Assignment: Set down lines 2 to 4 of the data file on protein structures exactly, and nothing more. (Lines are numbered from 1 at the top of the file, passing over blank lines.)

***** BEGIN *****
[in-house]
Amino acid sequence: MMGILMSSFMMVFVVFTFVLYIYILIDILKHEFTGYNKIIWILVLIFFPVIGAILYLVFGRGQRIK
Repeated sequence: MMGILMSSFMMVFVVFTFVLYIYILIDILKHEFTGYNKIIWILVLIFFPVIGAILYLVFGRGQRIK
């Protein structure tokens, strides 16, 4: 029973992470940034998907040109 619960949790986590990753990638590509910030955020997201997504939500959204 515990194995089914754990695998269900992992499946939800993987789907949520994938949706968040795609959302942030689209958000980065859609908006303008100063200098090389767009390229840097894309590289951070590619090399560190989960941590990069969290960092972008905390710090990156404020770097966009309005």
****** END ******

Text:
Amino acid sequence: MMGILMSSFMMVFVVFTFVLYIYILIDILKHEFTGYNKIIWILVLIFFPVIGAILYLVFGRGQRIK
Repeated sequence: MMGILMSSFMMVFVVFTFVLYIYILIDILKHEFTGYNKIIWILVLIFFPVIGAILYLVFGRGQRIK
């Protein structure tokens, strides 16, 4: 029973992470940034998907040109 619960949790986590990753990638590509910030955020997201997504939500959204 515990194995089914754990695998269900992992499946939800993987789907949520994938949706968040795609959302942030689209958000980065859609908006303008100063200098090389767009390229840097894309590289951070590619090399560190989960941590990069969290960092972008905390710090990156404020770097966009309005």